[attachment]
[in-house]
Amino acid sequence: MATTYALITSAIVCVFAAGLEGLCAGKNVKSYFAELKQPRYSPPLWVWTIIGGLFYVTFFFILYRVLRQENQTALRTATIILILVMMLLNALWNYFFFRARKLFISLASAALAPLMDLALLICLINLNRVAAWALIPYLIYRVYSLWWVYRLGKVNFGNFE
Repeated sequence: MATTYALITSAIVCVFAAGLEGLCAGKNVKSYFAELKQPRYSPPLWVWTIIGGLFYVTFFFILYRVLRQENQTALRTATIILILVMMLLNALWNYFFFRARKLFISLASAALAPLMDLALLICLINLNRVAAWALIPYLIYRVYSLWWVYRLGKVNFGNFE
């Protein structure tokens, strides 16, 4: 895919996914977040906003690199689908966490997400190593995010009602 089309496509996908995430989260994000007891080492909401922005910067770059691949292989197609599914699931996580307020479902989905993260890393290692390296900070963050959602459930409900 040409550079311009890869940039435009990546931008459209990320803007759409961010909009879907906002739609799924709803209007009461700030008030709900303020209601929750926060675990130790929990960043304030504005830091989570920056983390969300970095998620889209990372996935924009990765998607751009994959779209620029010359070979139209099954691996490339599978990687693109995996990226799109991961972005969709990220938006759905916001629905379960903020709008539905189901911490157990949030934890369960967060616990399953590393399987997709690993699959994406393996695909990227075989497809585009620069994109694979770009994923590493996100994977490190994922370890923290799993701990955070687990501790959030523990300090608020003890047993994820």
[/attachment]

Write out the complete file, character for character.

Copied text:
[in-house]
Amino acid sequence: MATTYALITSAIVCVFAAGLEGLCAGKNVKSYFAELKQPRYSPPLWVWTIIGGLFYVTFFFILYRVLRQENQTALRTATIILILVMMLLNALWNYFFFRARKLFISLASAALAPLMDLALLICLINLNRVAAWALIPYLIYRVYSLWWVYRLGKVNFGNFE
Repeated sequence: MATTYALITSAIVCVFAAGLEGLCAGKNVKSYFAELKQPRYSPPLWVWTIIGGLFYVTFFFILYRVLRQENQTALRTATIILILVMMLLNALWNYFFFRARKLFISLASAALAPLMDLALLICLINLNRVAAWALIPYLIYRVYSLWWVYRLGKVNFGNFE
């Protein structure tokens, strides 16, 4: 895919996914977040906003690199689908966490997400190593995010009602 089309496509996908995430989260994000007891080492909401922005910067770059691949292989197609599914699931996580307020479902989905993260890393290692390296900070963050959602459930409900 040409550079311009890869940039435009990546931008459209990320803007759409961010909009879907906002739609799924709803209007009461700030008030709900303020209601929750926060675990130790929990960043304030504005830091989570920056983390969300970095998620889209990372996935924009990765998607751009994959779209620029010359070979139209099954691996490339599978990687693109995996990226799109991961972005969709990220938006759905916001629905379960903020709008539905189901911490157990949030934890369960967060616990399953590393399987997709690993699959994406393996695909990227075989497809585009620069994109694979770009994923590493996100994977490190994922370890923290799993701990955070687990501790959030523990300090608020003890047993994820």